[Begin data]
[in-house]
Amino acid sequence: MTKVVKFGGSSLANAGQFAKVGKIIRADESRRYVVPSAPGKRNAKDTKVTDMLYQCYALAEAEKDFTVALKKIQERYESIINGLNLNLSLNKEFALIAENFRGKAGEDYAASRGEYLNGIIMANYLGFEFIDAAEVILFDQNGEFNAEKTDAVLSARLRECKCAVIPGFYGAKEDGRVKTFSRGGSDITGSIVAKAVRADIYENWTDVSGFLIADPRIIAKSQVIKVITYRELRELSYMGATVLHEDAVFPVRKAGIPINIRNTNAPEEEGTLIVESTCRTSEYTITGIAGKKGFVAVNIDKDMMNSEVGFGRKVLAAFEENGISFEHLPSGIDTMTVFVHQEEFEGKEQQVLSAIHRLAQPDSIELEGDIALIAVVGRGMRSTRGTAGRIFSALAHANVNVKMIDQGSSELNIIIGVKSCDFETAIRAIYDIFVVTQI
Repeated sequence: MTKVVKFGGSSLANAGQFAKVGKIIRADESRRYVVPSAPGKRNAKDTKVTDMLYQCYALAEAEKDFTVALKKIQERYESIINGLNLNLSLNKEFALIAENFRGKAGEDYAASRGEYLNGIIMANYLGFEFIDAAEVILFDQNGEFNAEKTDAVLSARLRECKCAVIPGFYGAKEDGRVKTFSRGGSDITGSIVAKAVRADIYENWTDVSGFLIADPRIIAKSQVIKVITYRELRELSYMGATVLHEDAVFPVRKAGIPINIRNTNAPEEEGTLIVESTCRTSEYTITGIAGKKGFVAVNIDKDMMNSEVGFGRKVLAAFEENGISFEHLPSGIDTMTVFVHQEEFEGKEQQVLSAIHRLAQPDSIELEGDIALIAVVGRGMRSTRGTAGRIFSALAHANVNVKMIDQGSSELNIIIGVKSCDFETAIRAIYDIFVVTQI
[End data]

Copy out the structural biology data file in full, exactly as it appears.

[in-house]
Amino acid sequence: MTKVVKFGGSSLANAGQFAKVGKIIRADESRRYVVPSAPGKRNAKDTKVTDMLYQCYALAEAEKDFTVALKKIQERYESIINGLNLNLSLNKEFALIAENFRGKAGEDYAASRGEYLNGIIMANYLGFEFIDAAEVILFDQNGEFNAEKTDAVLSARLRECKCAVIPGFYGAKEDGRVKTFSRGGSDITGSIVAKAVRADIYENWTDVSGFLIADPRIIAKSQVIKVITYRELRELSYMGATVLHEDAVFPVRKAGIPINIRNTNAPEEEGTLIVESTCRTSEYTITGIAGKKGFVAVNIDKDMMNSEVGFGRKVLAAFEENGISFEHLPSGIDTMTVFVHQEEFEGKEQQVLSAIHRLAQPDSIELEGDIALIAVVGRGMRSTRGTAGRIFSALAHANVNVKMIDQGSSELNIIIGVKSCDFETAIRAIYDIFVVTQI
Repeated sequence: MTKVVKFGGSSLANAGQFAKVGKIIRADESRRYVVPSAPGKRNAKDTKVTDMLYQCYALAEAEKDFTVALKKIQERYESIINGLNLNLSLNKEFALIAENFRGKAGEDYAASRGEYLNGIIMANYLGFEFIDAAEVILFDQNGEFNAEKTDAVLSARLRECKCAVIPGFYGAKEDGRVKTFSRGGSDITGSIVAKAVRADIYENWTDVSGFLIADPRIIAKSQVIKVITYRELRELSYMGATVLHEDAVFPVRKAGIPINIRNTNAPEEEGTLIVESTCRTSEYTITGIAGKKGFVAVNIDKDMMNSEVGFGRKVLAAFEENGISFEHLPSGIDTMTVFVHQEEFEGKEQQVLSAIHRLAQPDSIELEGDIALIAVVGRGMRSTRGTAGRIFSALAHANVNVKMIDQGSSELNIIIGVKSCDFETAIRAIYDIFVVTQI